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Comunicación y sociedad

versão impressa ISSN 0188-252X

Comun. soc  no.29 Guadalajara Mai./Ago. 2017

 

Articles

Transformations of a photographic poster exposed in a public space: some keys to rethinking the functioning of the media

Julián Alberto González Mina1 
http://orcid.org/0000-0002-0766-5772

1Universidad del Valle, Colombia.


Abstract

This article presents the cycle of transformations experienced by a simple media -a photographic poster- over four months. By following and describing the changes of a photographic poster located in a public space, some interesting aspects are revealed. The situated and almost archaeological analysis of a simple medium reveals aspects about the functioning of the media frequently. Some of these aspects are ignored by theoretical representations and very general and static models of public communication.

Keywords: Media; situationist analysis; media archeology; public space; photographic poster

Resumen

Este artículo expone el ciclo de transformaciones que experimenta un medio sencillo de comunicación -un cartel fotográfico- a lo largo de cuatro meses. Algunos aspectos interesantes se revelan al seguir y describir los cambios de un cartel fotográfico situado en un espacio público. El análisis situado y casi arqueológico de un medio sencillo revela aspectos sobre el funcionamiento de los medios de comunicación frecuentemente ignorados por representaciones teóricas y modelos muy generales y estáticos de la comunicación pública.

Palabras clave: Medios de comunicación; análisis situacionista; arqueología de medios; espacio público; cartel fotográfico

Presentation

Both, a small, simple medium -such as a stop sign on a public road- and those with greater technical complexity and industrial extension -a television channel- experience substantial transformations over time, that is, they are dynamic systems, in continuous variation and change due to the properties that emerge as a result of the interaction of the elements that make them up.2 This article examines some of the material transformations in an old, simple medium, a sign displayed on a wall. Examining these transformations allows inquiring about three key aspects: in what sense are the media complex systems of relations between human and non-human agents subjected to permanent variations over time?3 How can they be inserted within a preexisting media ecosystem? Given that no medium arrives in terra ignota; and to what extent are their senses not ensured at all? That is, they closely depend on the network of uses, appropriations and reading practices of those who live them and give them meaning, be it as users, as producers or as managers and administrators. The three questions are trivial and relatively obvious, but it is necessary to explain them to outline the set of arguments that I will develop in this article.4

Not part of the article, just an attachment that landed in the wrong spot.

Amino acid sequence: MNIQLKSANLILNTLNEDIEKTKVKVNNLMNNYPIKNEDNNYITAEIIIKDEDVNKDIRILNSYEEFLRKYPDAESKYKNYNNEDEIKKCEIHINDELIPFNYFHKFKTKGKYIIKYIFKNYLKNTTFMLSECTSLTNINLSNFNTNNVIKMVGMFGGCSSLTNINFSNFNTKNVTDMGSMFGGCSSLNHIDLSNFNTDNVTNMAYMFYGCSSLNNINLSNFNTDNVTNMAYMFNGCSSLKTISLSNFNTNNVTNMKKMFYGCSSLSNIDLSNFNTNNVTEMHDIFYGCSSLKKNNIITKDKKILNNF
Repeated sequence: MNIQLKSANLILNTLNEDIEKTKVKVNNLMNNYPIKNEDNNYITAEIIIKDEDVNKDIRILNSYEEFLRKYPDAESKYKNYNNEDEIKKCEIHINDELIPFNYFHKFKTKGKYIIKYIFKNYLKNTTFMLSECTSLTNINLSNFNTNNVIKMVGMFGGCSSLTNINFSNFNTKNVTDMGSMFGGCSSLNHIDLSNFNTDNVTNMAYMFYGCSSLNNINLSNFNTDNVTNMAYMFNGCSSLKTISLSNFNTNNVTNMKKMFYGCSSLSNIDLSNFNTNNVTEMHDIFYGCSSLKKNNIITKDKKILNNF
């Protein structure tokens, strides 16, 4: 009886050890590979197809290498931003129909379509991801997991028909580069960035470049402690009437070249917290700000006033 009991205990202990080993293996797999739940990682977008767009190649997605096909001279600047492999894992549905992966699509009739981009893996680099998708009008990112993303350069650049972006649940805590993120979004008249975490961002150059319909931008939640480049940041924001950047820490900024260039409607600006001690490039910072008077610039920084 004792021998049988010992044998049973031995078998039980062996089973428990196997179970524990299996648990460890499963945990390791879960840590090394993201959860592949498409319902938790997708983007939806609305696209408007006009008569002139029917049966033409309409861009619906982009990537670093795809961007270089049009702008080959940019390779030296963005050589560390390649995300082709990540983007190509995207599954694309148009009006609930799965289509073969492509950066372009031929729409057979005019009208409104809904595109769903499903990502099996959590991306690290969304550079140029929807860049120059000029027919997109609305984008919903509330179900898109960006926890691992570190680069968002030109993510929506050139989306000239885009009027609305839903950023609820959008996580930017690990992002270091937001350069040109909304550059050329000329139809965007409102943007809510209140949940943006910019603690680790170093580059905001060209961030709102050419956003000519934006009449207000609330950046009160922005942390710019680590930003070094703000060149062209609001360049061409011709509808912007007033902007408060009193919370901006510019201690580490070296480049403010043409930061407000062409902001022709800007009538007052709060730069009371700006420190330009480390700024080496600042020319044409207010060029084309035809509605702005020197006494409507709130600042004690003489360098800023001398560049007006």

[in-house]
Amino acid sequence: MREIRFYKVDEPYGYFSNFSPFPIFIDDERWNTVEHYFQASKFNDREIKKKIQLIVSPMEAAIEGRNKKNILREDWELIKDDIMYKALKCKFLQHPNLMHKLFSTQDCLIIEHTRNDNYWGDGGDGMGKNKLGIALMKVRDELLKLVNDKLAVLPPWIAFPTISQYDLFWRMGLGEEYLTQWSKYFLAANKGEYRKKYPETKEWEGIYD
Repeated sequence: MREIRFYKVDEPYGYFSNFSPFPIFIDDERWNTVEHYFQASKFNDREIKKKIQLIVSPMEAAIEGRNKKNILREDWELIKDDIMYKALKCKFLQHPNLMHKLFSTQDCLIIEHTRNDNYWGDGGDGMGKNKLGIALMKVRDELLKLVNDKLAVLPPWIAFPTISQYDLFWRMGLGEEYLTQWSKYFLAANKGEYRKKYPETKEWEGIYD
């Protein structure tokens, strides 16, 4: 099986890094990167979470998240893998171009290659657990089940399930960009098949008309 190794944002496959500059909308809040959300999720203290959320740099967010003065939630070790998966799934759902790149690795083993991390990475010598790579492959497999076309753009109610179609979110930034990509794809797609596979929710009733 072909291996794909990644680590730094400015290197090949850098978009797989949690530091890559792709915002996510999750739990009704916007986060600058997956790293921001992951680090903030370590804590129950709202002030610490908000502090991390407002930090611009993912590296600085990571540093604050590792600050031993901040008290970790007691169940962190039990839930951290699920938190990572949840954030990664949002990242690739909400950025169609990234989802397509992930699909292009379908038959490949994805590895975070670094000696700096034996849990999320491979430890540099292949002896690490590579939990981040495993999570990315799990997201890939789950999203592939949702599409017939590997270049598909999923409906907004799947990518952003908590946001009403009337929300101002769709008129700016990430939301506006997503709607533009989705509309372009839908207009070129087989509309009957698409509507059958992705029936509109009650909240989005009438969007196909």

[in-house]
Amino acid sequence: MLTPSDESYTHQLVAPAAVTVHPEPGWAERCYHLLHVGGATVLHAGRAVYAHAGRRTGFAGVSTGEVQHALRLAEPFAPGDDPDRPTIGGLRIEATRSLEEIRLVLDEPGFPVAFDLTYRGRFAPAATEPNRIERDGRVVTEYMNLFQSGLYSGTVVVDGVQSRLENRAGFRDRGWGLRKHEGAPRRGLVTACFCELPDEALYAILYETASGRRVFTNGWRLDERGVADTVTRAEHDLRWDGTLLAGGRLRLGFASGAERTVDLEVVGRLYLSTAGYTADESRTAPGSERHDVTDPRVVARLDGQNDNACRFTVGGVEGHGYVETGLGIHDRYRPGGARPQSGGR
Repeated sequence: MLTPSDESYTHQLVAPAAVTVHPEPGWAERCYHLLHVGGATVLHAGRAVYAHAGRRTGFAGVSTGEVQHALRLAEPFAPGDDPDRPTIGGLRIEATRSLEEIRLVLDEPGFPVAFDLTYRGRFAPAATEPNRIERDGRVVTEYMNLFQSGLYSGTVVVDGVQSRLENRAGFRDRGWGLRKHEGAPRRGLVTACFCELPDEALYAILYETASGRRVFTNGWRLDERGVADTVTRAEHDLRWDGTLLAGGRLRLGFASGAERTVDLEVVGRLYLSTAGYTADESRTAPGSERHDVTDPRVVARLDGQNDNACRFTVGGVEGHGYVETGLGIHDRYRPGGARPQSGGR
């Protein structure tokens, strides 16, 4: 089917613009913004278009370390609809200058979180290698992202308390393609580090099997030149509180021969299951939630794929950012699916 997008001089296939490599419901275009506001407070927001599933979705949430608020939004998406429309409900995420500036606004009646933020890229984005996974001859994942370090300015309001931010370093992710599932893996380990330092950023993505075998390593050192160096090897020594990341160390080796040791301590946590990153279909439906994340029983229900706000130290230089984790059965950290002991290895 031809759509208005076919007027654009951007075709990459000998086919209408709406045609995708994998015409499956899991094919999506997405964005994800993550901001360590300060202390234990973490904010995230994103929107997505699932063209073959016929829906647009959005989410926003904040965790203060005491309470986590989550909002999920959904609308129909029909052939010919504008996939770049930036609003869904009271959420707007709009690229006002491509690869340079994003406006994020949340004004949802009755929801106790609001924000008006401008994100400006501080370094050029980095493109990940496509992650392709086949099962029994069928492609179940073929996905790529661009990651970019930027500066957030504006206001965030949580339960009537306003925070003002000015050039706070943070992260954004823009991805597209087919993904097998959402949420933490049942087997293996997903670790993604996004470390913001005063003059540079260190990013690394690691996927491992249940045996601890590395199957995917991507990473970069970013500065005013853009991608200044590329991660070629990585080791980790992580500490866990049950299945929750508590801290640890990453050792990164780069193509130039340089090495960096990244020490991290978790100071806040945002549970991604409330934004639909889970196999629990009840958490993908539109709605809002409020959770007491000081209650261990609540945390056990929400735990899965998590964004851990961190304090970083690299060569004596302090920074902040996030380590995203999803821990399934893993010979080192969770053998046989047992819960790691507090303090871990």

Performing a detailed follow-up of the transformations of a given medium, I reveal some aspects that are ignored by static models and representations; non-situated, generalist transformations of the processes of public and social communication are revealed.